- Fred's filed for Chapter 11 bankruptcy protection Monday with plans to wind down its retail operations, the discount retailer said in a press release.
- The company has started liquidation sales at all of its remaining stores, which it expects to close over the next 60 days. It also plans to sell its remaining pharmacies.
- The retailer has an agreement from some existing lenders for $35 million debtor-in-possession financing to fund it through bankruptcy, pending court approval. In a securities filing, Fred's said it has hired Mark Renzi from Berkeley Research Group as chief restructuring officer for $135,000 a month. The retailer also said it would pay recently departed CFO Ritwik Chatterjee $30,000 a month to consult and provide transition services.
Fred's has been frenetically closing stores and cutting costs this year to try to bring expenses in line with shrinking sales. But those moves turned out to not be enough for the retailer.
"Despite our team's best efforts, we were not able to avoid this outcome," Fred's CEO Joe Anto said in a statement that thanked employees.
Fred's started the year with nearly 570 stores and, through successive announcements, has moved to close more than 430 since April. Had the retailer survived its financial turmoil, it would have been left with minimal footprint.
Founded in 1947, Fred's operated mainly in the Southern U.S. serving low-, middle- and fixed-income families located in small and medium-sized markets. In the company's words, its primary strategy has been to sell "value-priced general merchandise offered in a convenient setting, along with access to safe and affordable health care solutions."
Sales in fiscal 2018 fell nearly 9% year over year, to about $1.3 billion, while Fred's lost nearly $130 million in its operations. That actually represented an improvement over the previous year, but Fred's hasn't posted a positive operating profit since fiscal 2013.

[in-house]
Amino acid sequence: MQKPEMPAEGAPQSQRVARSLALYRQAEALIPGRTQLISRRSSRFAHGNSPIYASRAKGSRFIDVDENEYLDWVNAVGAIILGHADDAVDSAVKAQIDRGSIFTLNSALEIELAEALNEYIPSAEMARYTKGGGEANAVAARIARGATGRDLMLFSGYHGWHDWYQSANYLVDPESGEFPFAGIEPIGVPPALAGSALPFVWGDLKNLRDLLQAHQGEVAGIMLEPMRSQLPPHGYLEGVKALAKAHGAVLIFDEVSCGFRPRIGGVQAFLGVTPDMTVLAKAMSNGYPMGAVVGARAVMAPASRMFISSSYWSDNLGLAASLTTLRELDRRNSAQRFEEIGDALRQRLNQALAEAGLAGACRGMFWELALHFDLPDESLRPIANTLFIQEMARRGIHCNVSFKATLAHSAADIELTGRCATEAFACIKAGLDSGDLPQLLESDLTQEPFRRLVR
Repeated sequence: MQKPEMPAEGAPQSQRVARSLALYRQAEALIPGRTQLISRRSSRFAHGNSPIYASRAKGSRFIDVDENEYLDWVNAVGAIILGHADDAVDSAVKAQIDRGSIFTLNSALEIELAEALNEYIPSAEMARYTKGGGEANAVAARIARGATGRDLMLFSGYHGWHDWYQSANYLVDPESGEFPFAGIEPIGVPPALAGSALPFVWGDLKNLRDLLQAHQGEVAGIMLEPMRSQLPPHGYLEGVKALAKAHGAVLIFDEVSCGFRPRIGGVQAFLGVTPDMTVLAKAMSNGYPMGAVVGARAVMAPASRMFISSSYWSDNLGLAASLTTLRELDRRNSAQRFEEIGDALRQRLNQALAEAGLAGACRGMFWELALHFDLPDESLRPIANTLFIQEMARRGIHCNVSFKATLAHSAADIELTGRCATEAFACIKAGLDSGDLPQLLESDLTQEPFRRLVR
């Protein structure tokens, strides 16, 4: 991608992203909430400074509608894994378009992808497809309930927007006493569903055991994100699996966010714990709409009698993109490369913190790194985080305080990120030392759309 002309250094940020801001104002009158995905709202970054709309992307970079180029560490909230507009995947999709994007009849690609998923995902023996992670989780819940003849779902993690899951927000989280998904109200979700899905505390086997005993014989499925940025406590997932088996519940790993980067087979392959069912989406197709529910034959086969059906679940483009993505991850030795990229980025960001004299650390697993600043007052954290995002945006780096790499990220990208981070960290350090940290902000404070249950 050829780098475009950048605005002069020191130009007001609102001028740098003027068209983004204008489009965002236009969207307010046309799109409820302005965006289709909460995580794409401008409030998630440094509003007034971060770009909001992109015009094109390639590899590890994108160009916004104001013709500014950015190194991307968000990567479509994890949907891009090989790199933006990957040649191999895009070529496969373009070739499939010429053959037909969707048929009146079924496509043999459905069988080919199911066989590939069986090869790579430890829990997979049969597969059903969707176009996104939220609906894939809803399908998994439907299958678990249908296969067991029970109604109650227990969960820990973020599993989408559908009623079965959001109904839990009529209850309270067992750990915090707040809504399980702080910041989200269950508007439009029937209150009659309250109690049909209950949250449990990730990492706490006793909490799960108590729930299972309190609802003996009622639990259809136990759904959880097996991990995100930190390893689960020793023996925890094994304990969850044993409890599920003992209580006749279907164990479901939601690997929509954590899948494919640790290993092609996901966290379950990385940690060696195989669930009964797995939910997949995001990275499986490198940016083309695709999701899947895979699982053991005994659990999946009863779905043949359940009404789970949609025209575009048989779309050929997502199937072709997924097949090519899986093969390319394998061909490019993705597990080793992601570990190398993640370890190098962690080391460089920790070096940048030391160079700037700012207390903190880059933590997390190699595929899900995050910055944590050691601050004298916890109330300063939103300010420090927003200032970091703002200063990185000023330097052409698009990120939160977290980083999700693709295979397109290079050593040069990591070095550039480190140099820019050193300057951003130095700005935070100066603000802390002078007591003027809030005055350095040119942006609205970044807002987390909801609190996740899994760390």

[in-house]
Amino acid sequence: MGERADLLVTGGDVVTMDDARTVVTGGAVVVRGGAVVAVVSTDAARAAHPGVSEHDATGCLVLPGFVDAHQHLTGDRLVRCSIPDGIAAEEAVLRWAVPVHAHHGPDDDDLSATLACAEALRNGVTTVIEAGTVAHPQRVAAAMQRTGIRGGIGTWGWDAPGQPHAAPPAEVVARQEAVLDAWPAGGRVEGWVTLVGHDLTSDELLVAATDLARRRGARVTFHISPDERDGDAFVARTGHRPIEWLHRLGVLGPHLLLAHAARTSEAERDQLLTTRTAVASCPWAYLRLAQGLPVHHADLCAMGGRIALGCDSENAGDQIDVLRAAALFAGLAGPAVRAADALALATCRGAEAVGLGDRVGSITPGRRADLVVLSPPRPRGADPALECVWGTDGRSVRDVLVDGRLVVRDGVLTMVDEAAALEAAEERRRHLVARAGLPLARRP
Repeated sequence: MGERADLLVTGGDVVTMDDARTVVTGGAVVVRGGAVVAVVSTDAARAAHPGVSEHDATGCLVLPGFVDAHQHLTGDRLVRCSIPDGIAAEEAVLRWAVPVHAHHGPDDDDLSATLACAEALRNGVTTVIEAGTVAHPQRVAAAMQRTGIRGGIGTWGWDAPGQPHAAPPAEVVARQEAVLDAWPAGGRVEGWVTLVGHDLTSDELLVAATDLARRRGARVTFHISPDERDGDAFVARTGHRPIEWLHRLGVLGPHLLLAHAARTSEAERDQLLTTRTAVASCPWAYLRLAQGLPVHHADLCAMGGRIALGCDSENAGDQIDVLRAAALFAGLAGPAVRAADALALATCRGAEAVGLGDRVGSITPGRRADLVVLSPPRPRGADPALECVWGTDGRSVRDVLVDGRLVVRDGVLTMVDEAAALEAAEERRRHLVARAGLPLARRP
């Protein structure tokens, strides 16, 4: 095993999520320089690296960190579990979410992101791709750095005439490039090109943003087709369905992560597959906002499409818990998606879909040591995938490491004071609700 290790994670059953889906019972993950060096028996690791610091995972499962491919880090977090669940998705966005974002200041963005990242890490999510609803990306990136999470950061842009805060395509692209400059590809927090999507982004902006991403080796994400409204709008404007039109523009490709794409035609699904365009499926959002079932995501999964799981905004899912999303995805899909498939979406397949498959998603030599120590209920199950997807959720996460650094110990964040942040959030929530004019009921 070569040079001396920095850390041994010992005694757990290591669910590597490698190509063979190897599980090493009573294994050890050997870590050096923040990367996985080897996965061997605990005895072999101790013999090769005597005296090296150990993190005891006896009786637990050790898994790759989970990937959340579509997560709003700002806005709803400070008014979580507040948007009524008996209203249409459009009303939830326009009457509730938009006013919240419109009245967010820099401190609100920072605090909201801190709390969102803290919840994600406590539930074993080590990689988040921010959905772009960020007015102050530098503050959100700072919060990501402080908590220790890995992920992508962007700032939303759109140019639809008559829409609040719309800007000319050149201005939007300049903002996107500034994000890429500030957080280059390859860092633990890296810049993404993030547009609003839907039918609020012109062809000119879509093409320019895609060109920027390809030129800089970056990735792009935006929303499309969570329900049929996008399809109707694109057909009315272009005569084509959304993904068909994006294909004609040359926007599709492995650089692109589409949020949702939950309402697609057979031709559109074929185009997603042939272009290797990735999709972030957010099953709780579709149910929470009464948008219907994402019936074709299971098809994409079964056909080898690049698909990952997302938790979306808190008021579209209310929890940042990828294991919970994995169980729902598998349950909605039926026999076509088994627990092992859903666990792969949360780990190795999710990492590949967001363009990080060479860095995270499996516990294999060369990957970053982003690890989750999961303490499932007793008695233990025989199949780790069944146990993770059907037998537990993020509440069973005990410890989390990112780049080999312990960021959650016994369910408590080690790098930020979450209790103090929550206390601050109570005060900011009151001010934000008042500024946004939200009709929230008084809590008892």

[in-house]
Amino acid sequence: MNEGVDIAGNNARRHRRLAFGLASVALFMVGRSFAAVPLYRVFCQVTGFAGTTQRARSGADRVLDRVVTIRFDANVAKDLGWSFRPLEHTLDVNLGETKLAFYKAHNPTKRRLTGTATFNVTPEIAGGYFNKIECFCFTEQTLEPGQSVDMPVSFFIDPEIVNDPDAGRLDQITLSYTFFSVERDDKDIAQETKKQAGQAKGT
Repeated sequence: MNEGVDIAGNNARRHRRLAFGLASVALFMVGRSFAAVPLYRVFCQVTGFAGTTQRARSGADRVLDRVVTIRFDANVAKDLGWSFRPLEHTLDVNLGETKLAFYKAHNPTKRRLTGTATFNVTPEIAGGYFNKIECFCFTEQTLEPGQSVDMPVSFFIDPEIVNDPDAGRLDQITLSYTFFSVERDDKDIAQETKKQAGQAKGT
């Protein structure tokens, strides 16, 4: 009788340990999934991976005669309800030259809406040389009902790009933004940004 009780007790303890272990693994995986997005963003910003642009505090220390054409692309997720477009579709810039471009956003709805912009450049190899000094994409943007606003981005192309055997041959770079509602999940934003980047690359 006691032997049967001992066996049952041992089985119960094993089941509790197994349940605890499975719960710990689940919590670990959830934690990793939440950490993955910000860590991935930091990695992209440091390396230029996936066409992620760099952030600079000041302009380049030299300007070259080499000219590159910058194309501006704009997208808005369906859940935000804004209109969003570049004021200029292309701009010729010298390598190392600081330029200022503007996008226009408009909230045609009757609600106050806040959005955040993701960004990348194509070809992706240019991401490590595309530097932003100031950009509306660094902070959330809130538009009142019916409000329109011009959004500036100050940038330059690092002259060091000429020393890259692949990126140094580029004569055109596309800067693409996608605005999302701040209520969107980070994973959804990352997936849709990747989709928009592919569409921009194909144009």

By this summer Fred's had managed to reduce its cash burn, pay down some of its asset-backed loan and was working with lenders to refinance its debt. At the same time, a liquidity crunch was accelerating its sales declines as Fred's struggled to keep its shelves stocked.
The company bore all the hallmarks of a retailer in trouble. It was shutting down stores at a breakneck pace, laying off staff, selling major business units, bringing in advisers and turning over executives.
The company's turnaround strategy consisted of boosting margins by turning to private label merchandise, expanding into beer and wine, reducing SKUs, tightening its budget and a host of other initiatives.
But it faced competition on every side, including the ever-strengthening drugstore giants CVS and Walgreens on the pharmacy front, and everybody else — including dollar stores, off-pricers, department stores, mass merchants, convenience stores and online players — in its front-of-store operations. Like Shopko, which liquidated this year, Fred's couldn't find solid ground as a regional general merchant.